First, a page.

Saturday, April 18, 2015

Writers' Group - Full House - Poem: Who's That Blonde in the Mirror?

 Donna Krause, who just moved from Rockledge to Willow Grove - yay! - read a striking poem called Still Standing. Both Tatiana and Allan Heller, below, called it a powerful poem, which it was.

She spoke of her victory over bipolar d/o and then over suspicious family members who thought she wasn't fit to hold her grand-babies in her arms.

What morons!

Beatriz read one of her nature essays, The River of Birds. It told about the wonders of migration and that the bird flocks she might see up here would pass by her family in their ancestral home in Argentina.
 Allan read three flash fiction pieces, including The Last Templar. I'd never heard of Templars before, so let's read what Wiki says. 

 As always, very well written with not an extra word in it, and with a surprise conclusion.

Another story concerned a Vampire. I did not know vampires would crumble into dust if they remained outside during the day. Why? Because they were hundreds of years old and would dissolve into dust.

Martha wrote a lovely poem called "We Were Meant to Meet." She almost did not meet this person, who, in her poem she described as a "kindred soul."

Martha is now a proud member of Weight Watchers. Look at her ribbon - "I lost 10 pounds." She actually lost 11.5.

It takes 21 days, she said, to break a habit. You've gotta discipline yourself to control your portion-size and to stop eating desserts.

Ten pounds is quite a chunk off your body.

Marf's ability to lose weight really inspired me. As she said, if she can do it, anyone can.

On Scott's scale, I lost two pounds. I pulled out one of my fave tank tops to wear, adorned w sequins.

Linda Barrett, who left early to go to work, read a revision of her story about her dog Queenie, from the point of view of her dog.

Floyd had emailed his story, a commentary about book reviewers who go on and on in didactic tones about the book they're reviewing. Very well done and it did make a point.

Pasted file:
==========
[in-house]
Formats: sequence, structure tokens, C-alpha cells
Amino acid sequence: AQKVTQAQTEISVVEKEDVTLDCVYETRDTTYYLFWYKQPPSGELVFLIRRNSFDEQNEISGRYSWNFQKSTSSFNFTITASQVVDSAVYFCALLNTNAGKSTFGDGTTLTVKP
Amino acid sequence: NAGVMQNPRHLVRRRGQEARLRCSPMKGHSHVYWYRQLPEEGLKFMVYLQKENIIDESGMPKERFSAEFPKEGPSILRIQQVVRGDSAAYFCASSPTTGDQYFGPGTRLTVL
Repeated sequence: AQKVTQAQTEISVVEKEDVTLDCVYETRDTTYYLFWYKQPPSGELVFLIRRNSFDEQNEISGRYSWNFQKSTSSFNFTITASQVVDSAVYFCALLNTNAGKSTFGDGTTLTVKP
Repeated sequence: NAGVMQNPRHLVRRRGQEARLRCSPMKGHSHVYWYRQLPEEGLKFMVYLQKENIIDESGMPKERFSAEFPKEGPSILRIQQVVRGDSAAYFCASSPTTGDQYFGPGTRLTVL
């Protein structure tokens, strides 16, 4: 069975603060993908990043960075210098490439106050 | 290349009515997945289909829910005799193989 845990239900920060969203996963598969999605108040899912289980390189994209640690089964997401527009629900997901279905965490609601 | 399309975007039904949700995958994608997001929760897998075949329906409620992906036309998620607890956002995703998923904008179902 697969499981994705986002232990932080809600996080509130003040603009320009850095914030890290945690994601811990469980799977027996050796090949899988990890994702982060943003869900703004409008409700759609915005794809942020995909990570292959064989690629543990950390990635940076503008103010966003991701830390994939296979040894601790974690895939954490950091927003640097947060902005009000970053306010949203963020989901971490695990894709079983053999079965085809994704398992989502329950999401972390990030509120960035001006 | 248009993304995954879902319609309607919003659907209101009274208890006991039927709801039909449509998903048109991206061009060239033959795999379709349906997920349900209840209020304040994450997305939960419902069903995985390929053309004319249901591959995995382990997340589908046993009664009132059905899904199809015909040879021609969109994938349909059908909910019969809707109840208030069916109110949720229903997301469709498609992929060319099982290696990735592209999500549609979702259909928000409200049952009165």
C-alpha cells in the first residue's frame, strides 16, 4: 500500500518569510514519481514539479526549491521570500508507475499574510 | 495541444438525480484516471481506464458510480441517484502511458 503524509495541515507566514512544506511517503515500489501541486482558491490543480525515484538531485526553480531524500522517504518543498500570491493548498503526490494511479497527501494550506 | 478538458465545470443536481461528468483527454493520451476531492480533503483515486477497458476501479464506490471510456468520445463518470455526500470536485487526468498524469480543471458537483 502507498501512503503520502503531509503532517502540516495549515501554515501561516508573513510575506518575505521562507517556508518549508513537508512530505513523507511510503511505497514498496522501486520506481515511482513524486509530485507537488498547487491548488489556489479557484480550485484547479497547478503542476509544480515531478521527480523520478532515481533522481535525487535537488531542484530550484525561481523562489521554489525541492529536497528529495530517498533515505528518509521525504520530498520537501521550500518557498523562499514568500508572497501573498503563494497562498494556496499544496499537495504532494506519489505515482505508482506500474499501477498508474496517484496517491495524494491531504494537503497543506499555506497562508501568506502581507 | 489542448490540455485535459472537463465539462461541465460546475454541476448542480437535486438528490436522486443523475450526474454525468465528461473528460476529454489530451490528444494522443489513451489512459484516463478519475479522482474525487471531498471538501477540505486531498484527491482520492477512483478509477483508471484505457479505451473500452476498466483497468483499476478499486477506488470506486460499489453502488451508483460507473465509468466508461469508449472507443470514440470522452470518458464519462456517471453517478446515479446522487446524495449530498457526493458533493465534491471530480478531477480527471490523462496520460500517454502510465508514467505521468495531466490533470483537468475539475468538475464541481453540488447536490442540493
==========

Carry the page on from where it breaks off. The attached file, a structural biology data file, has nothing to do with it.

Such lustrous nails! If it hadn't been for Donna, I might never have known the joy of having polished nails. 

Somewhere, tucked away in someone's attic or basement or mountain cabin or in the bottom drawer of a mobile home with a woman in curlers walking around, is a bottle of Luster-Creme Shampoo. 

 After the group, drove to Mom's. As soon as we got into her development, flowering trees swam into view.
 Mom was sitting outside with her friend Judy Adler. Judy had spent a month in Israel visiting her daughter Helene, 44, an Orthodox Jew, who had just given birth to her 11th child.

Judy said, that's how the Orthodox do things. Helene is a highly-respected woman who other women come to for advice. 

Her husband has a business of cleaning those tall hats worn by the Orthodox. They're sent to him from all over the world.

I was fascinated and thought, That's something author Isaac Bashevis Singer would write about.
Image result for orthodox tall hat

BTW, I changed the controversial word in the poem. 


Whoever she is, she looks a lot like her father
with the thin lips and the worry-crease be-
tween her brow.

Whoever she is, she leaves home and drives
to the nature center for a 10:30 nature
walk. Where is the leader? The tall man
with the beard? It is not unthinkable he
has turned into a strutting wild turkey
or a proud antlered deer, rubbing his
itching antlers on some unprotected
tree bark.

“I’m Ruth,” she says to a short
slightly bent-over woman with
fire in her eyes. “Judy” doesn’t
notice the resemblance to Ruth’s
father, who pre-deceased her
as phrased in the obit notices.

Judy knows her way around the
park. Where the trails split off
like a wishbone, she chooses
the one to the left. Wherever
thou goest, Judy!

They stop by the banks of
the rushing creek, stop to
hear the splash of the waters
upon the rocks, timeless as
a ray of sun.

Then they hear it. Squawking
that takes over the air.
Geese, Canada geese, come
down from Ontario,
Quebec, Nova Scotia, to
their summer home. What
a view: rushing waters,
huge boulders, tiny bullfrogs
with bulging eyes – and oh
the sounds the geese hear.

Birds of every variety – the cow bird,
the cuckoo, the scarlet tanager in
its bright Red Riding Hood

The two short women
one in Keds, the other in
hiking boots, are drawn
to the three-tiered wood fence
by the warlike sounds,
the raving bellicosity,

This early spring day
dawning with daffodils and
lesser celandine, the geese
play out the millennia-old
mating game.
The whole world turns
upon who mounts whom.
We look up at the sky
and soldier on.

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